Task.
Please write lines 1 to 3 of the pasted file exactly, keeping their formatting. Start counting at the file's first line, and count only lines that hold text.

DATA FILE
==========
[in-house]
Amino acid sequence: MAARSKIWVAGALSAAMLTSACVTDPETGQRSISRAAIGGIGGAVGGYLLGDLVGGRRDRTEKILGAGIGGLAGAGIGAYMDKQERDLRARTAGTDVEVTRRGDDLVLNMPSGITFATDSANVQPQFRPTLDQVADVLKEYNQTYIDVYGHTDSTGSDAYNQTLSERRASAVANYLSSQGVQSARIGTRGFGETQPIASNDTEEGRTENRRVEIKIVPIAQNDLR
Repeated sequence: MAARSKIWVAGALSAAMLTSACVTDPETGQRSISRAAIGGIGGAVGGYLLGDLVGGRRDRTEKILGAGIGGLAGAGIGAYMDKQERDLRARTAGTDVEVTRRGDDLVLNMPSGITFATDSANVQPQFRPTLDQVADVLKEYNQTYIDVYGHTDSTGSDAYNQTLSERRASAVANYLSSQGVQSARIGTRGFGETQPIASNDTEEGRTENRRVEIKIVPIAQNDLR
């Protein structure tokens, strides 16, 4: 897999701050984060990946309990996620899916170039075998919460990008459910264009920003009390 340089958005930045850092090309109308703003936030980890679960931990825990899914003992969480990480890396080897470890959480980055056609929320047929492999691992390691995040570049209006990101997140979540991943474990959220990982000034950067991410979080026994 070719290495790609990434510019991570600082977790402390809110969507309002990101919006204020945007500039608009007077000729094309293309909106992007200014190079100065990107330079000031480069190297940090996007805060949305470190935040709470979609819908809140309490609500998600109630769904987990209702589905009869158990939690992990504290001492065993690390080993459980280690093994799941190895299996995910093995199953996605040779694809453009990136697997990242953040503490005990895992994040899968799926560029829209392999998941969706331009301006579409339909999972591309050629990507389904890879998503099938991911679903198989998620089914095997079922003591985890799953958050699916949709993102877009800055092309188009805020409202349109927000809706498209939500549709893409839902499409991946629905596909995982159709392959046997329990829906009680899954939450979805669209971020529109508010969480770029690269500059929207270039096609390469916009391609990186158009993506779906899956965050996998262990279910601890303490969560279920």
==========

[in-house]
Amino acid sequence: MAARSKIWVAGALSAAMLTSACVTDPETGQRSISRAAIGGIGGAVGGYLLGDLVGGRRDRTEKILGAGIGGLAGAGIGAYMDKQERDLRARTAGTDVEVTRRGDDLVLNMPSGITFATDSANVQPQFRPTLDQVADVLKEYNQTYIDVYGHTDSTGSDAYNQTLSERRASAVANYLSSQGVQSARIGTRGFGETQPIASNDTEEGRTENRRVEIKIVPIAQNDLR
Repeated sequence: MAARSKIWVAGALSAAMLTSACVTDPETGQRSISRAAIGGIGGAVGGYLLGDLVGGRRDRTEKILGAGIGGLAGAGIGAYMDKQERDLRARTAGTDVEVTRRGDDLVLNMPSGITFATDSANVQPQFRPTLDQVADVLKEYNQTYIDVYGHTDSTGSDAYNQTLSERRASAVANYLSSQGVQSARIGTRGFGETQPIASNDTEEGRTENRRVEIKIVPIAQNDLR